Latest posts by Sam Amico (see all)
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Random dribbles on the Cavaliers, who have lost two straight on their Western swing and are defending as poorly as ever.
1. It’s easy to wonder if the Cavs will ever get the defense straightened out. Coach Tyronn Lue and his staff know where the problems are — and have been unable to fix them. So either the plan is flawed or every player who has played for Lue this season just happens to be a lousy defender.
2. FYI: I’m leaning toward the plan being flawed.
3. It’s always amazed me that modern-day coaching staffs have like 18 assistants and can’t figure out a way to get a really good team to play great. Sometimes, the Cavs can’t even play really good. Sometimes, they’re bad. Sometimes, it makes you wonder if this team has just taken on the laid-back “the regular season doesn’t matter” approach of the coach and frankly, their star player.
4. But the Cavs are gonna “regular season doesn’t matter” themselves right out of homecourt advantage in the first round.
5. It’s not all Lue’s fault. Some of it is on the players. Some of it is on LeBron James — at least defensively. When one of his teammates gets beat, James often refuses to slide over to help. In his defense, he will do it in the playoffs. But it’s obvious he won’t get too involved defensively until then.
6. That said, James is so remarkable on offense that you can’t afford to take him out or ask him to change. He will really get after on D on certain possessions. And again, he’s always locked in during the postseason. But it can be frustrating to watch if you’re a Cavs fan.
7. And don’t even get me started on J.R. Smith. I’ve given up. Lue is going to start Smith and play him. End of discussion.
8. Anyway, back to the defense. The Cavs get killed on the basic pick-and-roll. It happens against everyone from the mighty Warriors to the lowly Nets. It starts with Lue and his staff. If they have a flaw, it’s moving on from stuff that isn’t getting the job done (such as Smith). Why? I honestly have no clue.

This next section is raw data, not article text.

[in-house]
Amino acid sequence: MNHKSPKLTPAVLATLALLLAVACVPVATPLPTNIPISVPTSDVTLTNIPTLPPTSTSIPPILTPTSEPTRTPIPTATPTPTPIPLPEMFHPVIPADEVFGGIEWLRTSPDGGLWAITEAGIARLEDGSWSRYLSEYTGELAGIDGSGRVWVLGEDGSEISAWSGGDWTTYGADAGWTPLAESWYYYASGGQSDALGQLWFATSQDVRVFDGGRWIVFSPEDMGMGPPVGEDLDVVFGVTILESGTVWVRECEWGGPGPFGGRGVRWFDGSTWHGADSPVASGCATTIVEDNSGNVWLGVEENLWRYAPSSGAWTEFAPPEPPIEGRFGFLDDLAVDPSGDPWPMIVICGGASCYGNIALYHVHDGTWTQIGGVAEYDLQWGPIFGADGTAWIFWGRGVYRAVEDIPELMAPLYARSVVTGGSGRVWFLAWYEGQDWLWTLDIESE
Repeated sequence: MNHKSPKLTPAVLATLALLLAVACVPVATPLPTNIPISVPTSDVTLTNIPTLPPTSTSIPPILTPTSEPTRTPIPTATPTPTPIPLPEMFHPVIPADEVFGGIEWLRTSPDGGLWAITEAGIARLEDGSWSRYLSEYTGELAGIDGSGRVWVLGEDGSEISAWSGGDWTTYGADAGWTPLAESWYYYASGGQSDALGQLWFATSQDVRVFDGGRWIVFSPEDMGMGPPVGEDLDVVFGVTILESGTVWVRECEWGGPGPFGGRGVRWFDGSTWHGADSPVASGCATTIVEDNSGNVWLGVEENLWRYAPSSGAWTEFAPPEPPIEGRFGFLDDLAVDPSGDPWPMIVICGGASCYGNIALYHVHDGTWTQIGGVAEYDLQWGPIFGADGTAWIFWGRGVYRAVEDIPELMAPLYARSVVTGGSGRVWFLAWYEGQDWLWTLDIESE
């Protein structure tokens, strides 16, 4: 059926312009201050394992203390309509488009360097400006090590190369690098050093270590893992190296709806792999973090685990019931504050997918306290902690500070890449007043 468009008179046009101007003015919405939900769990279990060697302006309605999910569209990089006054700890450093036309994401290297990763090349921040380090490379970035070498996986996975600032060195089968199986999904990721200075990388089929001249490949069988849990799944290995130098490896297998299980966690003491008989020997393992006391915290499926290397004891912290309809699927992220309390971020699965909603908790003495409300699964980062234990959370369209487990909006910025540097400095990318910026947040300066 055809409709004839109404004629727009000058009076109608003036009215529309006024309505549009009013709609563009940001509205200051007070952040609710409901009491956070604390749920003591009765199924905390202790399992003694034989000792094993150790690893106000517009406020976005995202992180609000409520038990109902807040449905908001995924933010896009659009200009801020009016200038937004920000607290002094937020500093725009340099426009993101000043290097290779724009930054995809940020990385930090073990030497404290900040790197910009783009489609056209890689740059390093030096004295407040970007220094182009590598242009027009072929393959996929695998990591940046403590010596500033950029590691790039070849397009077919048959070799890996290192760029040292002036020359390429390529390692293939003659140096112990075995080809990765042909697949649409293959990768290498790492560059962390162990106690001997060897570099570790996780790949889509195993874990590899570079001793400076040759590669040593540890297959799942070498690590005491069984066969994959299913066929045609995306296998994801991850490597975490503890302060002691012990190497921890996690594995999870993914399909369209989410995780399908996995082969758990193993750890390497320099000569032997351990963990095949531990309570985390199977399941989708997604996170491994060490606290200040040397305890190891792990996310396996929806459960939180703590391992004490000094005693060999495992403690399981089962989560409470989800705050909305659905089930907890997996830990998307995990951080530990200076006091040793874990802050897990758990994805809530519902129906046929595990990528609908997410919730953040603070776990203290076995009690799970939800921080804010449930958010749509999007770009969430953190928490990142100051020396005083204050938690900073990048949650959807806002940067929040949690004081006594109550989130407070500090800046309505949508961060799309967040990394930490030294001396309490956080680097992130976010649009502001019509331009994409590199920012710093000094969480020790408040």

9. Yes, I understand the Cavs are without some key pieces — Kevin Love, Tristan Thompson, and now Rodney Hood and Cedi Osman, too. And I don’t care. Because no matter who has been in uniform, the issues have been the same.
10. Granted, Love is clearly missed on offense after the trades. The Cavs need him more than ever. He will be a true second scorer behind James. Most of the other new guys are streaky. They can score, but can’t be counted on to be a reliable second option. Once Love returns from his broken hand, he will be No. 2 in the offense, period. It’s a role he should fill admirably.
11. Still, you’re getting nothing from Smith, and you’re getting nothing from him way too often. There are about five options at shooting guard — Smith, Hood, Jordan Clarkson, Kyle Korver and Osman (when healthy). Of those five, who do you think should be on the floor the least?
12. As I wrote the other day, the Cavs also need to sign a big man. It doesn’t have to be a franchise-altering move, and that’s good, because none are out there. But signing an Andrew Bogut or a Roy Hibbert on a trial basis sure can’t hurt. Or heck, let’s see more of what Ante Zizic can do, even when Thompson returns.
13. Zizic is probably more skilled than Thompson offensively, though Thompson has more big-game experience and is a better defender. It may not be a bad idea to try Thompson and Larry Nance Jr. on the floor at the same time. Or even Nance Jr. and Zizic, or Thompson and Zizic.
14. The Cavs (38-28) are in fourth place in the Eastern Conference, a half-game behind the Pacers and a half-game ahead of the Wizards. That makes no sense. This team is better than that. It should be, anyway. If I’m the coach I’m asking why my team is underachieving. Then I’m considering scrapping what hasn’t been working and trying to get it right. Sticking with the same thing over and over has hardly been a solution.